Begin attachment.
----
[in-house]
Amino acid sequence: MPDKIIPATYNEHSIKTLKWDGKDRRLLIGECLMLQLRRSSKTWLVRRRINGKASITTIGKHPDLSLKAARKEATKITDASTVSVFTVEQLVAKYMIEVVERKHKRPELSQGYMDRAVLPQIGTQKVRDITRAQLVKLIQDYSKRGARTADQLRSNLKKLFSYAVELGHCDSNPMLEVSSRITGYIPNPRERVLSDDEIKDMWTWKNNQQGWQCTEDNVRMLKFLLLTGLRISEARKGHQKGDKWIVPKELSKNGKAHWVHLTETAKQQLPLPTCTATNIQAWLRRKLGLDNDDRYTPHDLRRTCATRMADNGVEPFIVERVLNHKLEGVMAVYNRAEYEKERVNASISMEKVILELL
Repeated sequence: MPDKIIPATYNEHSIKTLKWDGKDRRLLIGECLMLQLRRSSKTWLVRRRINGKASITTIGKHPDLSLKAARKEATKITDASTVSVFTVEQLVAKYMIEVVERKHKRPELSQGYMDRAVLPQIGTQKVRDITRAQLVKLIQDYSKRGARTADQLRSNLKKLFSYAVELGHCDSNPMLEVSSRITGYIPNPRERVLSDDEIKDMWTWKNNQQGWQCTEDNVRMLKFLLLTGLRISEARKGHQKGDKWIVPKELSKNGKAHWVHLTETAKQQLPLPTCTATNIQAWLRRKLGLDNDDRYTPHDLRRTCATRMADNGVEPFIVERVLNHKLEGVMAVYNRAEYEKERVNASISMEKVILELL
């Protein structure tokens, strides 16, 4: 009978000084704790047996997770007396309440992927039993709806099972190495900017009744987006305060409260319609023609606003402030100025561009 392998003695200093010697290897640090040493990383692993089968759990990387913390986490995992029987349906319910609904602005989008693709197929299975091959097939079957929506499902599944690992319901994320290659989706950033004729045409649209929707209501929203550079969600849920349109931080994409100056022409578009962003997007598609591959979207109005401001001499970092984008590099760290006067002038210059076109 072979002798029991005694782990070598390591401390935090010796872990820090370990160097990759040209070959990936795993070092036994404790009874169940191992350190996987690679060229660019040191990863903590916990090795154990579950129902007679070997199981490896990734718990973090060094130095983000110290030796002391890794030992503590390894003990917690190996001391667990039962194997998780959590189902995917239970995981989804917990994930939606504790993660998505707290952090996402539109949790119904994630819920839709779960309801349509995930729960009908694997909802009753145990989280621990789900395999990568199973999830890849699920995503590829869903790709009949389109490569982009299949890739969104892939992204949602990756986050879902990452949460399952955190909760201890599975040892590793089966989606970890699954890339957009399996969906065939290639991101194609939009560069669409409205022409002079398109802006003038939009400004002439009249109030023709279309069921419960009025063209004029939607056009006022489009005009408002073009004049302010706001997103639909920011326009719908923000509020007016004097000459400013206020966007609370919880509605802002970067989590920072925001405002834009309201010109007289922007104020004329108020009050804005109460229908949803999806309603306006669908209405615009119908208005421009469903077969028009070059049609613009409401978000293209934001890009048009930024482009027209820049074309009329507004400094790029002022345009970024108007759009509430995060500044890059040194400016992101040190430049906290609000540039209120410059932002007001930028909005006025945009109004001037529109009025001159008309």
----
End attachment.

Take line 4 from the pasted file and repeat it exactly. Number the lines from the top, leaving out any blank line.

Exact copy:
């Protein structure tokens, strides 16, 4: 009978000084704790047996997770007396309440992927039993709806099972190495900017009744987006305060409260319609023609606003402030100025561009 392998003695200093010697290897640090040493990383692993089968759990990387913390986490995992029987349906319910609904602005989008693709197929299975091959097939079957929506499902599944690992319901994320290659989706950033004729045409649209929707209501929203550079969600849920349109931080994409100056022409578009962003997007598609591959979207109005401001001499970092984008590099760290006067002038210059076109 072979002798029991005694782990070598390591401390935090010796872990820090370990160097990759040209070959990936795993070092036994404790009874169940191992350190996987690679060229660019040191990863903590916990090795154990579950129902007679070997199981490896990734718990973090060094130095983000110290030796002391890794030992503590390894003990917690190996001391667990039962194997998780959590189902995917239970995981989804917990994930939606504790993660998505707290952090996402539109949790119904994630819920839709779960309801349509995930729960009908694997909802009753145990989280621990789900395999990568199973999830890849699920995503590829869903790709009949389109490569982009299949890739969104892939992204949602990756986050879902990452949460399952955190909760201890599975040892590793089966989606970890699954890339957009399996969906065939290639991101194609939009560069669409409205022409002079398109802006003038939009400004002439009249109030023709279309069921419960009025063209004029939607056009006022489009005009408002073009004049302010706001997103639909920011326009719908923000509020007016004097000459400013206020966007609370919880509605802002970067989590920072925001405002834009309201010109007289922007104020004329108020009050804005109460229908949803999806309603306006669908209405615009119908208005421009469903077969028009070059049609613009409401978000293209934001890009048009930024482009027209820049074309009329507004400094790029002022345009970024108007759009509430995060500044890059040194400016992101040190430049906290609000540039209120410059932002007001930028909005006025945009109004001037529109009025001159008309």